Overdraft fees are set to change in April this year, following a new ruling by the Financial Conduct Authority (FCA). With the new changes set to come into place from April 6, current account providers are required to make changes to their overdrafts, as Martin Lewis explained today.
Speaking on This Morning, the financial journalist explained how all fixed daily and monthly arranged overdraft fees are to be banned and replaced with a single overdraft interest rate.
What’s more, banks will no longer be allowed to charge more for busting the arranged overdraft limit.
“It’s taken a decade but this will mean the end to unfair bank charges that take billions each year from some of the most desperate can end,” the Money Saving Expert founder has said.
“Banks however can still refuse to make a payment if you go over your arranged overdraft limit, but these charges, must now be reasonable, costing the customer roughly what the bank or building society pays to refuse the payment.”
Ahead of the ruling coming into effect in April, a number of banks have announced their changes to interest rates on overdrafts.
However, not all banks have revealed their charges.
Today, the Money Saving Expert founder explained what is known “so far about chargeable overdrafts changes”.
It was also explained that “many have buffer zones where you can go a small amount overdrawn without charge”.
Nationwide: It already changed last November from 50p/day to 39.9 percent annual interest
HSBC was 19.9 percent, from March 14 will be 39.9 percent
First Direct was 15.9 percent, from March 14 will be 39.9 percent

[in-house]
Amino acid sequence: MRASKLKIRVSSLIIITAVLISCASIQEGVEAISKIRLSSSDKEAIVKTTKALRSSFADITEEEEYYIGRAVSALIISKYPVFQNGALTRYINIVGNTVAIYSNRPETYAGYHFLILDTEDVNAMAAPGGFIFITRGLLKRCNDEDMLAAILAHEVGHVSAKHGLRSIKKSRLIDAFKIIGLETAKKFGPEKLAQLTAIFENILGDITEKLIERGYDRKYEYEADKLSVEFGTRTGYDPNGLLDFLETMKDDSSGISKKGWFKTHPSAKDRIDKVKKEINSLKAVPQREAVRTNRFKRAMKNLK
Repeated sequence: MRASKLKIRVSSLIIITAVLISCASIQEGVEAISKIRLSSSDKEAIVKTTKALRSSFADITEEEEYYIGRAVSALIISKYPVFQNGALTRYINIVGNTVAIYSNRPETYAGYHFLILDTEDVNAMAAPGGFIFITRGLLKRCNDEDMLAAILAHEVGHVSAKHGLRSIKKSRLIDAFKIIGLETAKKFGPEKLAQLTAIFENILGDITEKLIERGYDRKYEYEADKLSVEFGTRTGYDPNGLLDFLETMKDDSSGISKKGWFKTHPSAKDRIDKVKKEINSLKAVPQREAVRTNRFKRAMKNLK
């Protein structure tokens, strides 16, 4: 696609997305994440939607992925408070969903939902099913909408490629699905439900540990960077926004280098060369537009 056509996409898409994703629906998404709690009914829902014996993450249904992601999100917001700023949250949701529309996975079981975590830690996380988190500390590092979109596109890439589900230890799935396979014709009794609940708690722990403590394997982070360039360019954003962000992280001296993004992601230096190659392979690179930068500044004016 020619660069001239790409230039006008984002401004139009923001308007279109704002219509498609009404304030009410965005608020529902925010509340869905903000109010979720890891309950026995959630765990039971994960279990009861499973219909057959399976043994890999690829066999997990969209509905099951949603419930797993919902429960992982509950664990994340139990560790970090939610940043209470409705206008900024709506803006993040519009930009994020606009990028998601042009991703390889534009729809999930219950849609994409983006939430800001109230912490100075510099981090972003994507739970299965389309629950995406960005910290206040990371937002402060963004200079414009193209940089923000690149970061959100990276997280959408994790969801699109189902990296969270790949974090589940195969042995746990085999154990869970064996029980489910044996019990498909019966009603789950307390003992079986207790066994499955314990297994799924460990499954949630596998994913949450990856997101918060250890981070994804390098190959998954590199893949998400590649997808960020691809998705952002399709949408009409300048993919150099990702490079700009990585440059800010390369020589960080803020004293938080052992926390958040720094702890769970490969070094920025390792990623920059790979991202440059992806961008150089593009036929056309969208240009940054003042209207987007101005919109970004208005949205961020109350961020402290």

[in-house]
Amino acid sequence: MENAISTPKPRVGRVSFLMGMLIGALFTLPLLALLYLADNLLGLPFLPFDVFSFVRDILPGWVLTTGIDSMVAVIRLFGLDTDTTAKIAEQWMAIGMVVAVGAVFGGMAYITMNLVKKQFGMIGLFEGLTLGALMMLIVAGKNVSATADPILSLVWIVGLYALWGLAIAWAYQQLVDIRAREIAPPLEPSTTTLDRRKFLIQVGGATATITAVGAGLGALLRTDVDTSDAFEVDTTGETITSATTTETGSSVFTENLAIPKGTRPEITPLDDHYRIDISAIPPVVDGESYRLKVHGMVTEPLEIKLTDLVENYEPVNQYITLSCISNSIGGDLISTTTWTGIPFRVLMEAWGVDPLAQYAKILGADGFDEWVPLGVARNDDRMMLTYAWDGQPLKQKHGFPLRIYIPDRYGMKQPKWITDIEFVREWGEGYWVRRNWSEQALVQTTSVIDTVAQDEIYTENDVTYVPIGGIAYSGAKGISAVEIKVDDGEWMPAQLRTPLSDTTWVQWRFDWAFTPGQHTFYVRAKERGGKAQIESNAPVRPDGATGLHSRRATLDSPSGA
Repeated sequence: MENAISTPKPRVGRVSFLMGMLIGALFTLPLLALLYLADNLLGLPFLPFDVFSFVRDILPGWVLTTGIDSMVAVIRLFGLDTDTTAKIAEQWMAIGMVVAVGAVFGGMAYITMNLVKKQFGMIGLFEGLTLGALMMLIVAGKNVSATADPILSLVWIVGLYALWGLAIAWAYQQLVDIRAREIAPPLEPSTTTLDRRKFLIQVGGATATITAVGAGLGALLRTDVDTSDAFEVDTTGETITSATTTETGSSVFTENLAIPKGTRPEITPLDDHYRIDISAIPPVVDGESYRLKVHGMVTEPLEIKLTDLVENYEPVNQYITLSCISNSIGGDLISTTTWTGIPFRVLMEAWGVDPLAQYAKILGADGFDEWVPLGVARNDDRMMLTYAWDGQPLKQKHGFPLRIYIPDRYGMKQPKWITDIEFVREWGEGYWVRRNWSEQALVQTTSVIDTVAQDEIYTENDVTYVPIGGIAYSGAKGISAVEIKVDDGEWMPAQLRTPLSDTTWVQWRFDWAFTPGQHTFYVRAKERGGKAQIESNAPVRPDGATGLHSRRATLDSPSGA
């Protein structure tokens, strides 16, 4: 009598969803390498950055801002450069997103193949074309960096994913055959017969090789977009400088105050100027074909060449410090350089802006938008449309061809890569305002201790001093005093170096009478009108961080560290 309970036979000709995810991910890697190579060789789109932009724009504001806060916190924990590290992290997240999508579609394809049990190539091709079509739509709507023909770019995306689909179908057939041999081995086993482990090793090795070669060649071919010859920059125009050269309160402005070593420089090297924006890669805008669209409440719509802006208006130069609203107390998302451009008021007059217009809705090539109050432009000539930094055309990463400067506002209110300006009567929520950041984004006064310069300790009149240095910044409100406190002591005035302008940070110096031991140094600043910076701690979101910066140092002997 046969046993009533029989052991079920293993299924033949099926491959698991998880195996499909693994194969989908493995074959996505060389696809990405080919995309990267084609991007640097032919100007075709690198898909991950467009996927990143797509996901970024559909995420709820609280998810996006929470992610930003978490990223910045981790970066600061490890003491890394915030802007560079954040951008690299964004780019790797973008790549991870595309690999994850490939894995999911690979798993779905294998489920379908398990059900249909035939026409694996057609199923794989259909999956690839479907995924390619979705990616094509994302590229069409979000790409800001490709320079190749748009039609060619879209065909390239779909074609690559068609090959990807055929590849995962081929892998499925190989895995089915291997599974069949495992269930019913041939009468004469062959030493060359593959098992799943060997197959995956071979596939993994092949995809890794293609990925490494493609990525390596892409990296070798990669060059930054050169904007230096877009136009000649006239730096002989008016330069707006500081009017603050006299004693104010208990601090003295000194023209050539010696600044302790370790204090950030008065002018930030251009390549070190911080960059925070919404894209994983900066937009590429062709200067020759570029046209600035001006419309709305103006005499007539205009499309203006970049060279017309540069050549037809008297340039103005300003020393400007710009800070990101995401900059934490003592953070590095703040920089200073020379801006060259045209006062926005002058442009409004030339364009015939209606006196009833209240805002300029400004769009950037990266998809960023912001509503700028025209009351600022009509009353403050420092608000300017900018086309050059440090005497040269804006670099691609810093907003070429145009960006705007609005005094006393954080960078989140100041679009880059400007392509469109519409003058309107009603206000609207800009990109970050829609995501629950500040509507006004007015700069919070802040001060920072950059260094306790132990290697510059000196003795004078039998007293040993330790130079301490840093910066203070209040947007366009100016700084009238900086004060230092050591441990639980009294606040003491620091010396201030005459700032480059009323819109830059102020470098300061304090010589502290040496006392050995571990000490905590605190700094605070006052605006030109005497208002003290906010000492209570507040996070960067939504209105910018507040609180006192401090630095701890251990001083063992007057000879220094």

M&S Bank was 15.9 percent, from March 14 will be 39.9 percent
Barclays was 75p+/day, from March 22 will charge 34.9 percent
NatWest was 19.9 percent and £6/month, from April 1 it’ll charge 39.9 percent
RBS was 19.9 percent and £6/month, from March 27 it’ll charge 39.9 percent
Santander was £1-£3/day, from April 6 will charge 39.9 percent
Starling was 15 percent, from April 1 will charge 15-35 percent
Monzo was 50p/day, from April 1 will charge 19-39 percent
So, what do the new rates mean for savers? Will it mean everyone pays more?
Mr Lewis commented: “No, there are winners and losers.
“Take for example if you were only £20 overdrawn with NatWest for one day, under the old charges you’d pay £6.01, but under the new system you’ll pay a few pennies, so it’s a big win.
“The rule of thumb is if you only go into you arranged overdraft a little, and not for long, you’ll win.
“Yet perversely as typical credit cards only cost 19 percent annual interest, and overdrafts are 40 percent, if you have both debts you’d be better to pay the minimum on the credit card and focus on reducing the overdraft first, and once that’s gone try to clear the credit card.”
Read more information on cutting overdraft costs, in Martin’s “How to cut your overdraft to zero percent guide” at MoneySavingExpert.com.
This Morning airs weekdays on ITV from 10am.